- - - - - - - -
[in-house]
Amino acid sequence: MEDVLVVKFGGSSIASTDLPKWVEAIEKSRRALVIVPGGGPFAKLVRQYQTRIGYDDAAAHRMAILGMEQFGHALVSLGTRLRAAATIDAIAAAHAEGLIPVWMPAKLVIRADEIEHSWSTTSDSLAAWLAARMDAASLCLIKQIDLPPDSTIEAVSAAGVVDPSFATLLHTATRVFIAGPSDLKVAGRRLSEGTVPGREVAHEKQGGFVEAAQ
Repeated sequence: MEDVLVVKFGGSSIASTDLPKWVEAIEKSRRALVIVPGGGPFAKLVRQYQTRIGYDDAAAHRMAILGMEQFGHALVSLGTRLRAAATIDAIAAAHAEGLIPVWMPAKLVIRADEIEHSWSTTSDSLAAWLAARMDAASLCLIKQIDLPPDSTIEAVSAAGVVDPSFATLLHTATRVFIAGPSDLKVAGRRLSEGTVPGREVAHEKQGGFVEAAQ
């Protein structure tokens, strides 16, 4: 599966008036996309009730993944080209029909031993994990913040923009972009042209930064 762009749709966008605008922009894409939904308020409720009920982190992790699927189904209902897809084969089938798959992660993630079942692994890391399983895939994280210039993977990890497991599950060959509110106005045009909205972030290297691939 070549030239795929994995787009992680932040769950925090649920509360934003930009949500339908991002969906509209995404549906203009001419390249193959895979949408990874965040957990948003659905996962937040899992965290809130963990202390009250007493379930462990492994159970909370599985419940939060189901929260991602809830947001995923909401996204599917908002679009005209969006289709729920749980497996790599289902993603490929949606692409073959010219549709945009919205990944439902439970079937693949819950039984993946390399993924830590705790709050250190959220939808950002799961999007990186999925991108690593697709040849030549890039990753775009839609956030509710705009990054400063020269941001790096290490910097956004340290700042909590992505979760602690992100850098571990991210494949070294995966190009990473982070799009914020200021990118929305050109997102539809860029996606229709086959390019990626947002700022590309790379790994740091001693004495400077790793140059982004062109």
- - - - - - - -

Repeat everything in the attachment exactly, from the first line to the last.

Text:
[in-house]
Amino acid sequence: MEDVLVVKFGGSSIASTDLPKWVEAIEKSRRALVIVPGGGPFAKLVRQYQTRIGYDDAAAHRMAILGMEQFGHALVSLGTRLRAAATIDAIAAAHAEGLIPVWMPAKLVIRADEIEHSWSTTSDSLAAWLAARMDAASLCLIKQIDLPPDSTIEAVSAAGVVDPSFATLLHTATRVFIAGPSDLKVAGRRLSEGTVPGREVAHEKQGGFVEAAQ
Repeated sequence: MEDVLVVKFGGSSIASTDLPKWVEAIEKSRRALVIVPGGGPFAKLVRQYQTRIGYDDAAAHRMAILGMEQFGHALVSLGTRLRAAATIDAIAAAHAEGLIPVWMPAKLVIRADEIEHSWSTTSDSLAAWLAARMDAASLCLIKQIDLPPDSTIEAVSAAGVVDPSFATLLHTATRVFIAGPSDLKVAGRRLSEGTVPGREVAHEKQGGFVEAAQ
């Protein structure tokens, strides 16, 4: 599966008036996309009730993944080209029909031993994990913040923009972009042209930064 762009749709966008605008922009894409939904308020409720009920982190992790699927189904209902897809084969089938798959992660993630079942692994890391399983895939994280210039993977990890497991599950060959509110106005045009909205972030290297691939 070549030239795929994995787009992680932040769950925090649920509360934003930009949500339908991002969906509209995404549906203009001419390249193959895979949408990874965040957990948003659905996962937040899992965290809130963990202390009250007493379930462990492994159970909370599985419940939060189901929260991602809830947001995923909401996204599917908002679009005209969006289709729920749980497996790599289902993603490929949606692409073959010219549709945009919205990944439902439970079937693949819950039984993946390399993924830590705790709050250190959220939808950002799961999007990186999925991108690593697709040849030549890039990753775009839609956030509710705009990054400063020269941001790096290490910097956004340290700042909590992505979760602690992100850098571990991210494949070294995966190009990473982070799009914020200021990118929305050109997102539809860029996606229709086959390019990626947002700022590309790379790994740091001693004495400077790793140059982004062109």